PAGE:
If you have one partner who has a history of accruing debt and you don’t talk about that until after marriage, you quite literally could end up in a because-of-debt-did-we-part situation.

— Manisha Thakor Especially when so many live beyond their means in part to attract the opposite sex.

Manisha Thakor: That totally happens. In my 15 years in institutional money management, I cannot tell you how many people I met who made not only six-figure incomes but seven-figure incomes, people who made over a million dollars a year, who were routinely spending more than they earned. They had these external images that bore no resemblance to their internal financial reality. The recession was a blessing there in that it basically snapped two primary lines of credit that people were using to live that way: easy access to home equity loans and easy access to credit cards. It’s tougher, but the damage is still there in the past and it’s going to take a long time to repair. That’s where a certified financial planner can help, right?

Manisha Thakor: In certain religions, part of the process of getting married is going through premarital counseling, and a component of that is discussing money. I think this is a wonderful way to kind of formalize that process. It can be as simple as finding an hourly fee-based financial planner that you would pay by the hour at rates similar to a psychologist, and running through a list of your prospective household financial statements. As opposed to the whack-a-mole approach where you deal with your finances piecemeal, whenever one pops up.

Manisha Thakor: Right! The planner can give you a framework. So what’s so wrong about just asking your friends for advice?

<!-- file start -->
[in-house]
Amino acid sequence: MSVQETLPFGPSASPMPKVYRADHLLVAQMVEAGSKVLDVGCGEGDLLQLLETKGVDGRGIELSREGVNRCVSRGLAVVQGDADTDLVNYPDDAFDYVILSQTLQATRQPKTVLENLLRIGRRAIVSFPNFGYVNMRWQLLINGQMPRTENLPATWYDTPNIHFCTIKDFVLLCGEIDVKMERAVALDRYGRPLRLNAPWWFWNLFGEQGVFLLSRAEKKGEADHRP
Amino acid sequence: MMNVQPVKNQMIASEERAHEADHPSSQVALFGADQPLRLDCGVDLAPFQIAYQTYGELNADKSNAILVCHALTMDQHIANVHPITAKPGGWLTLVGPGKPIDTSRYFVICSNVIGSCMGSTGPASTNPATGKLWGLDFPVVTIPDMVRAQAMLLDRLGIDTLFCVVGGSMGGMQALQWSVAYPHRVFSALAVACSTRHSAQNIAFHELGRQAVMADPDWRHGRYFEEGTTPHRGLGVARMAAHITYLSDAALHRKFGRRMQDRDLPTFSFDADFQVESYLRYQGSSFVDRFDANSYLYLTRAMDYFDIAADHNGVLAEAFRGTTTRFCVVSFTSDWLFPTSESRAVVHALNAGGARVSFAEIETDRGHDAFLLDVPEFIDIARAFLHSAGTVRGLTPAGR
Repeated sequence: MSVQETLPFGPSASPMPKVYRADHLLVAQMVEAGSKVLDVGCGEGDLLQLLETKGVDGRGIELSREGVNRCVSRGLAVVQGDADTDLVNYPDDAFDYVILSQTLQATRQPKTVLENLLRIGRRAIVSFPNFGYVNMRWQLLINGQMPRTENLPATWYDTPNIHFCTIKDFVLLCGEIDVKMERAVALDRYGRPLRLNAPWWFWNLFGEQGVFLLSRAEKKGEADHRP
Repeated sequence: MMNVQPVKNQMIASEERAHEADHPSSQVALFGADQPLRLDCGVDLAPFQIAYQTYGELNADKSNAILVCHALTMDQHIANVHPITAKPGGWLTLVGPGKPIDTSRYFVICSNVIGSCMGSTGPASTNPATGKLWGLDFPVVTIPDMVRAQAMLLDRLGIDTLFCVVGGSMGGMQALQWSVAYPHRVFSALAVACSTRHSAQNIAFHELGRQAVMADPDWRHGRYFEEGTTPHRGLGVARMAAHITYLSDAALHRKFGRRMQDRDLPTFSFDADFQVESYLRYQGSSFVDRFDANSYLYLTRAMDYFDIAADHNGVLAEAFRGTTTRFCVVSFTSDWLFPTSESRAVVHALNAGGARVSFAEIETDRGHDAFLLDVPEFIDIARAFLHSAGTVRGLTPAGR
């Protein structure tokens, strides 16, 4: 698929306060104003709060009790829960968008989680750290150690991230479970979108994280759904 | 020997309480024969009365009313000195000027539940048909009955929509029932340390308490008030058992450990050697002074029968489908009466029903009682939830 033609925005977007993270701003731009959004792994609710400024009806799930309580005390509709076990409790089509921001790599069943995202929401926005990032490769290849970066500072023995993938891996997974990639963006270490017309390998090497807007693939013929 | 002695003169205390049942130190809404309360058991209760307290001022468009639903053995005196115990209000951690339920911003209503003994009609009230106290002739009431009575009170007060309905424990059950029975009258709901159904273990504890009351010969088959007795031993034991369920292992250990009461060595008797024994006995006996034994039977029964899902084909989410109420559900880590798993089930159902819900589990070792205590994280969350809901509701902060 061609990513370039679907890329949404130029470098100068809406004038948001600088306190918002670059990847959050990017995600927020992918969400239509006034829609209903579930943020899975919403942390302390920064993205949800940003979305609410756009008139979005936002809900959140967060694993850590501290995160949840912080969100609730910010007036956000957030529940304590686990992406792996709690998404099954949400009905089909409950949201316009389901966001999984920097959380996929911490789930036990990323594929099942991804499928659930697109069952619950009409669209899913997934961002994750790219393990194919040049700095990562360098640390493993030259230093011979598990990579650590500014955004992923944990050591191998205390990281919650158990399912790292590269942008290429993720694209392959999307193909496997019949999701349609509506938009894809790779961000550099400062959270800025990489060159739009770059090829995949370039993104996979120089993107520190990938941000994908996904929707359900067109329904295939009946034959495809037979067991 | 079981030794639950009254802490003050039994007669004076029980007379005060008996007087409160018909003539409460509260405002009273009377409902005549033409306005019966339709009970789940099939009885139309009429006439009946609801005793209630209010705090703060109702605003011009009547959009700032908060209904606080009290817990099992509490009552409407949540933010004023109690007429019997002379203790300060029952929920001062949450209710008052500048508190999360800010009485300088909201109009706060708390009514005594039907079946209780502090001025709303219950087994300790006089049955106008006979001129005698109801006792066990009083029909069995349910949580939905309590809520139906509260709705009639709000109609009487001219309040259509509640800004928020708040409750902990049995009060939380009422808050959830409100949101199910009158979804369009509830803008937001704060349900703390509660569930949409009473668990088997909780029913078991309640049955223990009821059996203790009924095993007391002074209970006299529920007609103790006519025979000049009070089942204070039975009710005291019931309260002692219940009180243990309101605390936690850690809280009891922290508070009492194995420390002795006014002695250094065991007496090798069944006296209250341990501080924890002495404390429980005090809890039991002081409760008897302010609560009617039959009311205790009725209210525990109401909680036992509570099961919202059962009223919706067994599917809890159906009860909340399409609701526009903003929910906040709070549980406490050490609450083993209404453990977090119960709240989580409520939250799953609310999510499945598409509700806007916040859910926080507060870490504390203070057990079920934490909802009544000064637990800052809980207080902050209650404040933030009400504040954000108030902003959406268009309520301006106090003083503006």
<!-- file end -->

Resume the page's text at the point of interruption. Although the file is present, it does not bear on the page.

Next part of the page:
Manisha Thakor: Oftentimes they don’t give correct financial advice. The golf course is a classic example. I cannot tell you, in my previous life as a portfolio manager, how many times clients came in with the most cockamamie ideas they had heard on the golf course. Especially if your foursome included Bernie Madoff.

Manisha Thakor: Exactly! How can a couple recognize and capitalize on each others strengths?

Manisha Thakor: We include in “Get Financially Naked” a financial compatibility quiz. The idea behind the quiz is for each partner to assess their knowledge, interest and behavior with regards to money. The goal is not for you to become the same; it’s to identify where there are gaps so you can plug the hole. If both of you lack knowledge or interest in a certain area, you can get outside help. If retirement planning makes your head spin, you can go to Garrett Planning Network ( or the National Association of Personal Financial Advisors ( and find yourself an hourly, fee-based financial planner no matter what your financial circumstances.

More than a call to action, our book is a permission to act, to encourage people that it’s not only OK to bring up this subject; it’s a great investment in your relationship. It can bring you closer.

See survey: Credit card debt becomes the new taboo, Come clean about debt before it damages your relationship